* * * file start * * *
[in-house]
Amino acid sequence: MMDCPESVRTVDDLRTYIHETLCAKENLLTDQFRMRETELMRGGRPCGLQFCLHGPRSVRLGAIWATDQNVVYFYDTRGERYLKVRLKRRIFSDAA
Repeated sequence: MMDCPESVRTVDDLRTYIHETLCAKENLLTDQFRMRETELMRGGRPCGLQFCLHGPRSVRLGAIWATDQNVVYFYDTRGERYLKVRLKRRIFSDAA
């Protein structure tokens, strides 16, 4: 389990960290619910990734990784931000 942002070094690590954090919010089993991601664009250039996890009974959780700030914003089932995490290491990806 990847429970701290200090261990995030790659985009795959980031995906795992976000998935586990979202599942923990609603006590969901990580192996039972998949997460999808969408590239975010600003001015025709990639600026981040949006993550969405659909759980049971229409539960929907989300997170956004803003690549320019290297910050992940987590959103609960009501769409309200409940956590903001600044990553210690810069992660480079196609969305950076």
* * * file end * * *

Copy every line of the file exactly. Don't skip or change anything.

[in-house]
Amino acid sequence: MMDCPESVRTVDDLRTYIHETLCAKENLLTDQFRMRETELMRGGRPCGLQFCLHGPRSVRLGAIWATDQNVVYFYDTRGERYLKVRLKRRIFSDAA
Repeated sequence: MMDCPESVRTVDDLRTYIHETLCAKENLLTDQFRMRETELMRGGRPCGLQFCLHGPRSVRLGAIWATDQNVVYFYDTRGERYLKVRLKRRIFSDAA
């Protein structure tokens, strides 16, 4: 389990960290619910990734990784931000 942002070094690590954090919010089993991601664009250039996890009974959780700030914003089932995490290491990806 990847429970701290200090261990995030790659985009795959980031995906795992976000998935586990979202599942923990609603006590969901990580192996039972998949997460999808969408590239975010600003001015025709990639600026981040949006993550969405659909759980049971229409539960929907989300997170956004803003690549320019290297910050992940987590959103609960009501769409309200409940956590903001600044990553210690810069992660480079196609969305950076």